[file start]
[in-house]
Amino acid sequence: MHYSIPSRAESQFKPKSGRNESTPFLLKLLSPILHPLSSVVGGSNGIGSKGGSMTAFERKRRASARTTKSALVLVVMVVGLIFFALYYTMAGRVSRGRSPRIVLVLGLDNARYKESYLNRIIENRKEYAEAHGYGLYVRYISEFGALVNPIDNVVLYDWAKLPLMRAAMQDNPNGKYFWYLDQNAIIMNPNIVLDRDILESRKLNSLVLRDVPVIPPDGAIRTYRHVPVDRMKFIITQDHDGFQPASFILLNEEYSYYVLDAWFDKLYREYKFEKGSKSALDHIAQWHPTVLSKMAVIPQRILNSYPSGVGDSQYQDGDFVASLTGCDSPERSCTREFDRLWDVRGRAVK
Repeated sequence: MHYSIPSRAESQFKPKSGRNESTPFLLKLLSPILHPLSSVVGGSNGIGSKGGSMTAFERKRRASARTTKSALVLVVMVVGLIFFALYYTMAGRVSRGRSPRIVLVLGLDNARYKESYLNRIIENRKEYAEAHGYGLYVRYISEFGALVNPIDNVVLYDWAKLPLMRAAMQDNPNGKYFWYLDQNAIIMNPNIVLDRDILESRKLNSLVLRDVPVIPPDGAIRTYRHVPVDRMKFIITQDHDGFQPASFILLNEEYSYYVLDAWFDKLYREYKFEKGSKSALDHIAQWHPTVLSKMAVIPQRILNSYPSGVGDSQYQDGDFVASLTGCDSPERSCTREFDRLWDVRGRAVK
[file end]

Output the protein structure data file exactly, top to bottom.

[in-house]
Amino acid sequence: MHYSIPSRAESQFKPKSGRNESTPFLLKLLSPILHPLSSVVGGSNGIGSKGGSMTAFERKRRASARTTKSALVLVVMVVGLIFFALYYTMAGRVSRGRSPRIVLVLGLDNARYKESYLNRIIENRKEYAEAHGYGLYVRYISEFGALVNPIDNVVLYDWAKLPLMRAAMQDNPNGKYFWYLDQNAIIMNPNIVLDRDILESRKLNSLVLRDVPVIPPDGAIRTYRHVPVDRMKFIITQDHDGFQPASFILLNEEYSYYVLDAWFDKLYREYKFEKGSKSALDHIAQWHPTVLSKMAVIPQRILNSYPSGVGDSQYQDGDFVASLTGCDSPERSCTREFDRLWDVRGRAVK
Repeated sequence: MHYSIPSRAESQFKPKSGRNESTPFLLKLLSPILHPLSSVVGGSNGIGSKGGSMTAFERKRRASARTTKSALVLVVMVVGLIFFALYYTMAGRVSRGRSPRIVLVLGLDNARYKESYLNRIIENRKEYAEAHGYGLYVRYISEFGALVNPIDNVVLYDWAKLPLMRAAMQDNPNGKYFWYLDQNAIIMNPNIVLDRDILESRKLNSLVLRDVPVIPPDGAIRTYRHVPVDRMKFIITQDHDGFQPASFILLNEEYSYYVLDAWFDKLYREYKFEKGSKSALDHIAQWHPTVLSKMAVIPQRILNSYPSGVGDSQYQDGDFVASLTGCDSPERSCTREFDRLWDVRGRAVK